Mark D. White
This weekend's Wall Street Journal featured an article by Helen Sword entitled "Yes, Even Professors Can Write Stylishly," in which she criticized the quality of writing by most academics--and praised the exceptions, explaining some features that make good academic writing shine. (More can be found in her book, Stylish Academic Writing.) Having done my share of both writing and editing for various audiences, as well as lots of reading and refereeing, Sword's article got me to thinking about the challenges of academic writing and the pursuit of style in it.
I would tend to think that scholars in the humanities (such as philosophy and law) have more latitude--and more responsibility--to write stylishly than those in the physical and social sciences. Scientific writing is often rigidly formatted (sometimes explicitly by journals): present the problem, explain the model, derive results (theoretically or empirically), and interpret the results. This should all be written well, of course, but I think style is of less concern when you're explaining a negative second derivative or a statistically significant coefficient.
I remember writing my early economics articles (in theoretical industrial organization), in which it seemed all I was doing in the middle 80% of the paper was bridging the gaps between equations. The only "real" writing came at the beginning and the end, the parentheses that held the "stuff"--but ironically, the parentheses were the only part most people would read, so I learned quickly that careful attention to them was crucial.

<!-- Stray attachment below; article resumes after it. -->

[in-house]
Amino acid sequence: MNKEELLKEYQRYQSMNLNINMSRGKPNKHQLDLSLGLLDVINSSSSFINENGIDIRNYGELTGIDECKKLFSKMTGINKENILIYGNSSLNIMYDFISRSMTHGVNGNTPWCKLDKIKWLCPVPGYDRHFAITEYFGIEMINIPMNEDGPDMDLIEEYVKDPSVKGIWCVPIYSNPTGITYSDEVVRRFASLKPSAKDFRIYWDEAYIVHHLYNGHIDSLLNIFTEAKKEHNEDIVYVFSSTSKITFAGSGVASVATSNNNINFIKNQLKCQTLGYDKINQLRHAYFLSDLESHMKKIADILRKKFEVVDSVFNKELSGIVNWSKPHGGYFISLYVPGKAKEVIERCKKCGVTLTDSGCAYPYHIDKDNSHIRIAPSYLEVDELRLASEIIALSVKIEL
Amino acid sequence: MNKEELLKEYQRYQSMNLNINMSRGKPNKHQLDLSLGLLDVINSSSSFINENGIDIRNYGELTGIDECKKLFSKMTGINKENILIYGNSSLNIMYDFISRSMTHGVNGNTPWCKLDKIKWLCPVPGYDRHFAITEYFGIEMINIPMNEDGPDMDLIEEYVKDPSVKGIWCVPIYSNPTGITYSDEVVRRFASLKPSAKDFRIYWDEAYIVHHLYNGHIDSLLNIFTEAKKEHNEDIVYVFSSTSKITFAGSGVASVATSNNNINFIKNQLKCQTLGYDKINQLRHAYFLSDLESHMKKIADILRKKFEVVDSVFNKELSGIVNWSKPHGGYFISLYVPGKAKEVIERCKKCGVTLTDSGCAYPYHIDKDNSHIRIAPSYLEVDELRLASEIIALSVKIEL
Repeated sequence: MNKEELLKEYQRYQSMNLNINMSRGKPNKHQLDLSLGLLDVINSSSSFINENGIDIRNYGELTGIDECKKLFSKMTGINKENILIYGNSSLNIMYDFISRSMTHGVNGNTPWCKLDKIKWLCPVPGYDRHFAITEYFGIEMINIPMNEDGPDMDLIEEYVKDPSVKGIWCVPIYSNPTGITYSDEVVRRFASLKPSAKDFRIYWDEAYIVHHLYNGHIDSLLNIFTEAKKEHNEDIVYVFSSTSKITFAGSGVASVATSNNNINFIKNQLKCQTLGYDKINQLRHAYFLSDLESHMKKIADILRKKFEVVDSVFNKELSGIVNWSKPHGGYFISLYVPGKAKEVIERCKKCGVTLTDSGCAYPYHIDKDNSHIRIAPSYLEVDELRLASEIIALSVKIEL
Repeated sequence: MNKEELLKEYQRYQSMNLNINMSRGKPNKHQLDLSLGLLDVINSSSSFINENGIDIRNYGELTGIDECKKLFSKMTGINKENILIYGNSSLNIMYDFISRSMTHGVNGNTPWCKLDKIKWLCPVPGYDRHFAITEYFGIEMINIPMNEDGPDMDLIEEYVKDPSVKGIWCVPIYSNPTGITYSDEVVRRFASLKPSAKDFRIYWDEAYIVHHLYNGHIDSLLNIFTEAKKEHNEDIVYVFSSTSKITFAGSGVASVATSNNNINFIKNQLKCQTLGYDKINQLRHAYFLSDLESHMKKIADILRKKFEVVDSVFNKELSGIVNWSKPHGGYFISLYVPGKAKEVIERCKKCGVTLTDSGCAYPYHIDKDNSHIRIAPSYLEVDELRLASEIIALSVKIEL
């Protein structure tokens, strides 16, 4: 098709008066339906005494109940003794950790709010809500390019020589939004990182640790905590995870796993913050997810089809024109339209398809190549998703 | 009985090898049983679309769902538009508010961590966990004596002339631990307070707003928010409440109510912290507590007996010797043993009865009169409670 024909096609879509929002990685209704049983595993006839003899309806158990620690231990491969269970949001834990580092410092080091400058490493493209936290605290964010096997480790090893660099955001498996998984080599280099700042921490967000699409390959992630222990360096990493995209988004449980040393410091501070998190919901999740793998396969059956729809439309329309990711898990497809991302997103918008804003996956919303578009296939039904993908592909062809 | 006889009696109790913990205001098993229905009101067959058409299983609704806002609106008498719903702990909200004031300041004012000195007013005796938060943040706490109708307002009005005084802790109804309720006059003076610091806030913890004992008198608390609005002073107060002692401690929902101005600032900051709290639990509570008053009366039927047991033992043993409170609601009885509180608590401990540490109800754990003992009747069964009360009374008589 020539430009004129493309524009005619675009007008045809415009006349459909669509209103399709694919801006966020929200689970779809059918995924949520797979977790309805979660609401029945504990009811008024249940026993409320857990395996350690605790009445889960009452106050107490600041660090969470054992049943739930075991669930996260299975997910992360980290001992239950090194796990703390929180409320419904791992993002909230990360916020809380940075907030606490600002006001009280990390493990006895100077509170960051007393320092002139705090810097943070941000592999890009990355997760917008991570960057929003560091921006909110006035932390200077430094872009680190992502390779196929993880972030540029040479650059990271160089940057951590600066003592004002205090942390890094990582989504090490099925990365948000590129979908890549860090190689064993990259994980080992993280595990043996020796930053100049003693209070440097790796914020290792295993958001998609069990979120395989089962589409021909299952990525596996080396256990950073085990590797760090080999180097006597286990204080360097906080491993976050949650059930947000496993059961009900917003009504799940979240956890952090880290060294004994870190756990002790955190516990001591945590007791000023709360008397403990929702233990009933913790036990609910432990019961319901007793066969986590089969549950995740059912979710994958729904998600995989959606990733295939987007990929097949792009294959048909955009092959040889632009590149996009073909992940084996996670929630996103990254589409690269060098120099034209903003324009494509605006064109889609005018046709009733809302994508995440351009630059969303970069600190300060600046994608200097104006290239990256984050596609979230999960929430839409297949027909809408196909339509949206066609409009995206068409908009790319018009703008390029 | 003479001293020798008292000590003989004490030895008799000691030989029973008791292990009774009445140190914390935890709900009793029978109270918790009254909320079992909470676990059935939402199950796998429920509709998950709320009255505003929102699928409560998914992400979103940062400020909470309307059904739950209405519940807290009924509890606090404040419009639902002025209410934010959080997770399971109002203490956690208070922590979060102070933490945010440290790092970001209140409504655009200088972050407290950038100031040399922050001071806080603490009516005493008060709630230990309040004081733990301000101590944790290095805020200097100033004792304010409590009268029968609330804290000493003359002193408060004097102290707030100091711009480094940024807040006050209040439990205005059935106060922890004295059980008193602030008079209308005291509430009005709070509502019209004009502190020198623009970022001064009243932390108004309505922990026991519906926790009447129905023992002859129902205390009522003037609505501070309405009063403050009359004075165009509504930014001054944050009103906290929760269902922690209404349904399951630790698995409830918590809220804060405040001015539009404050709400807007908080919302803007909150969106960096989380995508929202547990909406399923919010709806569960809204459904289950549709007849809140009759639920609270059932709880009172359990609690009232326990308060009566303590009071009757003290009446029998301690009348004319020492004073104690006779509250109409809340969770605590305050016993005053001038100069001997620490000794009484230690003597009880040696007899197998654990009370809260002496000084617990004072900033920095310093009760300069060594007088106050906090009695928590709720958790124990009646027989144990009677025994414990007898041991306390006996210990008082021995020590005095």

Writing in the humanities--a category in which I would include non-scientific economics--is less structured. This gives scholars more freedom to exercise their personal style, and at the same time provides less scaffolding under which to hide bad writing. Naturally, philosophers and legal scholars, who are trained at crafting arguments, often have the most polished prose, but many economists excel at this as well.
Personally, I find much more stylistic freedom writing books (or contributions for edited volumes) than journal articles. While I agree with Sword that journal editors (and referees) value clear writing as much as anybody, I don't know if I'd agree that they appreciate stylish writing. Maybe it's just me, but I feel constrained to write very formally when I write for a journal; based on what I read in journals, it seems that is what most journal editors expect. (I say "most," because I know some journal editors that are exceptional in this way.)
I tend to be a fairly good mimic when I write, so I've been able to adopt my writing style to whatever venue I'm writing for, whether it be journal, newspaper op-ed, popular magazine, academic book or popular trade. Out of those, the journal "style" is definitely my least favorite, and happily I'm at a stage in my career where I'm no longer dependant on journal publications for professional advancement. But while books may reach a wider audience (especially outside academia), there is a degree to which regular journal publications help keep your name in the thick of things in a particular academic community, so in that sense I miss writing for journals. (It's just not as enjoyable--and shouldn't writing be enjoyable?)
Mimckry does not always pay off, though. For instance, Deirdre McCloskey is my favorite academic writer as far as style is concerned. I adore her tone--playful and gracious, yet firm and forceful--and I have to be very careful not to indulge my inner mimic and churn out third-rate McCloskeyisms when I write!
I make no claims to any significant degree of craft or style in my writing, academic or popular. I am very grateful when friends or colleagues read my work and say they can "hear my voice" in it, and I am especially happy when they say this in reference to my academic writing, in which it is more challenging to be myself. (My natural voice comes out much more easily in my chapters in the Blackwell Philosopy and Pop Culture books and my Psychology Today posts.) Whatever academic style I have is most apparent in Kantian Ethics and Economics: Autonomy, Dignity, and Character, especially in the introduction (available here). I'll just keeping trying to improve and hone my style as I keep writing. (And writing. And writing. And...)